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Mental health lived experience academics in tertiary education: The views of nurse academics.

  • Happell 2,3, B
  • Wynaden D
  • Tohotoa 6,7, J
  • et al.
ISSN: 02606917
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Summary Background Australian national mental health strategy emphasises inclusion of people diagnosed with mental illness in all areas of mental health care, policy development and education of health professionals. However, the way this inclusion has translated to Australian universities is relatively unexplored. Objectives Explore views of nurse academics regarding service user involvement in nursing education programmes. Design Qualitative exploratory. Settings Australian universities offering educational programmes in nursing at postgraduate and undergraduate levels. Participants Thirty four participants from 27 Australian universities participated. Methods Data were collected using semi-structured telephone interviews with academics involved in teaching and/or coordinating undergraduate and/or postgraduate mental health nursing contents. Data were analysed using content analysis based on four cognitive processes: comprehending, synthesising, theorising and re-contextualising data. Results Four major themes emerged: good idea? long way to go; conceptualising the service user academic role; strengths of lived experience led student learning; and barriers to implementation. Conclusions Findings indicated strong support for including mental health service users in teaching nursing students. However, at most universities service user engagement was often an informal arrangement, lacking clear guidelines and limited by financial barriers and the positioning of mental health nursing within curricula. [ABSTRACT FROM AUTHOR]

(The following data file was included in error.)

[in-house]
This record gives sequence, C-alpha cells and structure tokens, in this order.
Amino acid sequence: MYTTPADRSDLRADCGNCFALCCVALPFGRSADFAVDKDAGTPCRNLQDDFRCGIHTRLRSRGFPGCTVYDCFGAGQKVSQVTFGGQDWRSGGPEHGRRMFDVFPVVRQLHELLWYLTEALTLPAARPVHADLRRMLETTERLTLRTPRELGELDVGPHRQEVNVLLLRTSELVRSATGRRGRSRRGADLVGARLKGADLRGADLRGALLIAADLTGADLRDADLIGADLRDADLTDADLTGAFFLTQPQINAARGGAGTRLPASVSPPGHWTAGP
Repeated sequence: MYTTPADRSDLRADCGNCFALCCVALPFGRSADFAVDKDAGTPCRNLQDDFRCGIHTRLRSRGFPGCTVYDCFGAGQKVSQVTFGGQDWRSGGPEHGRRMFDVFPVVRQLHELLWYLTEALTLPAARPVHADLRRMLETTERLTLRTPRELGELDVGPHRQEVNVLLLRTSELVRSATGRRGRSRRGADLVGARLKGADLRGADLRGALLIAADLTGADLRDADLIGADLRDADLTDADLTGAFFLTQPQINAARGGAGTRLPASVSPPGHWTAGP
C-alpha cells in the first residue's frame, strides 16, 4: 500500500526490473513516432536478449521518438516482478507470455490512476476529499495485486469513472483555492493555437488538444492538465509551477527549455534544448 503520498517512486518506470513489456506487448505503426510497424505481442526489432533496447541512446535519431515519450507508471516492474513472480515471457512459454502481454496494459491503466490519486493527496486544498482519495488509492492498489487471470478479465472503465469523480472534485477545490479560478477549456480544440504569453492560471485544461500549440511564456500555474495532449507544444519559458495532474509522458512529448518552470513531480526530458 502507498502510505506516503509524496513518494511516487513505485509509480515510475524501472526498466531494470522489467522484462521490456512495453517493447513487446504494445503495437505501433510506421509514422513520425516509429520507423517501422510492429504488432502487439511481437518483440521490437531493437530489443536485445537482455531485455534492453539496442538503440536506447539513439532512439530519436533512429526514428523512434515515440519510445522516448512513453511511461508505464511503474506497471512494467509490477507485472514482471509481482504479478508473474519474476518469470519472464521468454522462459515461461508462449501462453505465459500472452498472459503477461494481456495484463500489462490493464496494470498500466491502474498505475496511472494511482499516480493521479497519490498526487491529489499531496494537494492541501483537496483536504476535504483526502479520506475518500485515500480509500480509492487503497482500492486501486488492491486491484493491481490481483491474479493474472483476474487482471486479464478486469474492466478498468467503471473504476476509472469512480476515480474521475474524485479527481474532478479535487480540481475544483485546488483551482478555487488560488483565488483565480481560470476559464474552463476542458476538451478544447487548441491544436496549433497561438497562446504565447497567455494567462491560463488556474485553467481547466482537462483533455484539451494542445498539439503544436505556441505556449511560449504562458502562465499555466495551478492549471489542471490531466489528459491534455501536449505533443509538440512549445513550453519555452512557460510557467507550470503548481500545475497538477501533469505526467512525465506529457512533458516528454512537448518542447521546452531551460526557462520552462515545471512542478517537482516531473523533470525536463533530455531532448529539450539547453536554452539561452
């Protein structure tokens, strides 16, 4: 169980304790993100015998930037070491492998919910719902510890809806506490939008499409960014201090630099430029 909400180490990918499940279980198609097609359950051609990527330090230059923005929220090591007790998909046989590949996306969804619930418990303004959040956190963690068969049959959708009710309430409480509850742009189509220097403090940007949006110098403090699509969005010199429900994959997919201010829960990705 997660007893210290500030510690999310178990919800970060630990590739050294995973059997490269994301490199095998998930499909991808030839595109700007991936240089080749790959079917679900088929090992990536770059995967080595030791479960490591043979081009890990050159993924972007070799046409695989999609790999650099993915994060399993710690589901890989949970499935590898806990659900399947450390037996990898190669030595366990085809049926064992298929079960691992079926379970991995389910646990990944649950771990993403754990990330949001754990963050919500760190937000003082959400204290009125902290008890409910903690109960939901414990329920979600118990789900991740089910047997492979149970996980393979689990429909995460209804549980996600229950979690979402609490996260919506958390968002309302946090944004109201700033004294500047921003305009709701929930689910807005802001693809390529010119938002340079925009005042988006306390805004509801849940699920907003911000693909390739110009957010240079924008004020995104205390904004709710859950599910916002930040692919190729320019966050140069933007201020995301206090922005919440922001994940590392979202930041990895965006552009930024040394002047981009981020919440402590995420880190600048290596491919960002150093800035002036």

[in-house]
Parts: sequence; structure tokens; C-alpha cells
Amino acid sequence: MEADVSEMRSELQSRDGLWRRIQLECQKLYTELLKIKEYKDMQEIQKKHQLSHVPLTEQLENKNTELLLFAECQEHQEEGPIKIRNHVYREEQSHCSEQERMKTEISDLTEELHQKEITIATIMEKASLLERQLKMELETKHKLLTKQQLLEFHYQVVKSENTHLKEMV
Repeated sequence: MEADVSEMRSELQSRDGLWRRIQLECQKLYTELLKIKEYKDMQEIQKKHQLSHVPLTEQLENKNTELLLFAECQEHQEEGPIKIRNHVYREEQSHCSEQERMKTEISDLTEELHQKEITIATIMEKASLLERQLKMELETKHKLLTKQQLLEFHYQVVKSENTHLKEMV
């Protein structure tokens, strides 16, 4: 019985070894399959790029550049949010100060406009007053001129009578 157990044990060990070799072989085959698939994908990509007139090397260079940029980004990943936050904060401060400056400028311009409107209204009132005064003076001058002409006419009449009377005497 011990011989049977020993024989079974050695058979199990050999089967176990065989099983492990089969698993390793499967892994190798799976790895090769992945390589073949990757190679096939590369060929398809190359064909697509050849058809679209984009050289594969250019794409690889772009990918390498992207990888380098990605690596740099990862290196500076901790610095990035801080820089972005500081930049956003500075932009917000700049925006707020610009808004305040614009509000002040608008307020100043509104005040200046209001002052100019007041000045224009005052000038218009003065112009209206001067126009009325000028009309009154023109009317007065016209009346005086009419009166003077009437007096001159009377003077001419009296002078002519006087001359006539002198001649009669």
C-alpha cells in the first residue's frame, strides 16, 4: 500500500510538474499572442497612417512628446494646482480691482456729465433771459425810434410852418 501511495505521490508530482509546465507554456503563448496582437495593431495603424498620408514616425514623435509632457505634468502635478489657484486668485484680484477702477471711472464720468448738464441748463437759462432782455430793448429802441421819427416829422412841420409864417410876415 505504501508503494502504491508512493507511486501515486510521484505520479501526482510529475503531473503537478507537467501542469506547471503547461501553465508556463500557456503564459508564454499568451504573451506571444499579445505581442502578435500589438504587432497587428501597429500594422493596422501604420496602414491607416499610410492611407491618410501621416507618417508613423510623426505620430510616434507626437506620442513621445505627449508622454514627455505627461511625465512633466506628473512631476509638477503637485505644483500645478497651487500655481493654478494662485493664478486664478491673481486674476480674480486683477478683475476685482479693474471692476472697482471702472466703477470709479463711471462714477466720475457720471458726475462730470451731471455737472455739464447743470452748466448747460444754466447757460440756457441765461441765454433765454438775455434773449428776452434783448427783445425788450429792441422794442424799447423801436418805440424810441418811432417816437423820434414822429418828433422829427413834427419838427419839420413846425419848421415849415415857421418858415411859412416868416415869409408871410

Happell 2,3,, B., Wynaden, D., Tohotoa 6,7,, J., Platania-Phung 9,10,, C., Byrne 2,3,, L., Martin, G., & Harris 9,10,, S. (2015). Mental health lived experience academics in tertiary education: The views of nurse academics. Nurse Education Today, 35(1), 113–117. Retrieved from 10.1016/j.nedt.2014.07.006

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